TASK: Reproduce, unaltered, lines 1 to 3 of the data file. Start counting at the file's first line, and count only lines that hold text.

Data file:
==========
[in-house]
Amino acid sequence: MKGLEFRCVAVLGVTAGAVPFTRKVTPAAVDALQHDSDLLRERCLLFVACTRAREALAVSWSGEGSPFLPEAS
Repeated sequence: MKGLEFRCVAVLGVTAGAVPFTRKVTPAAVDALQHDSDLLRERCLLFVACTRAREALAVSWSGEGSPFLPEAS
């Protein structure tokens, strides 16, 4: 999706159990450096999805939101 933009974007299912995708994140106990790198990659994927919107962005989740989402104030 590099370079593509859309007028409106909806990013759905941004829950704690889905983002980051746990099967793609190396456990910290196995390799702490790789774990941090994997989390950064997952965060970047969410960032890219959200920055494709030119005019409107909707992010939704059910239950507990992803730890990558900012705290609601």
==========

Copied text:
[in-house]
Amino acid sequence: MKGLEFRCVAVLGVTAGAVPFTRKVTPAAVDALQHDSDLLRERCLLFVACTRAREALAVSWSGEGSPFLPEAS
Repeated sequence: MKGLEFRCVAVLGVTAGAVPFTRKVTPAAVDALQHDSDLLRERCLLFVACTRAREALAVSWSGEGSPFLPEAS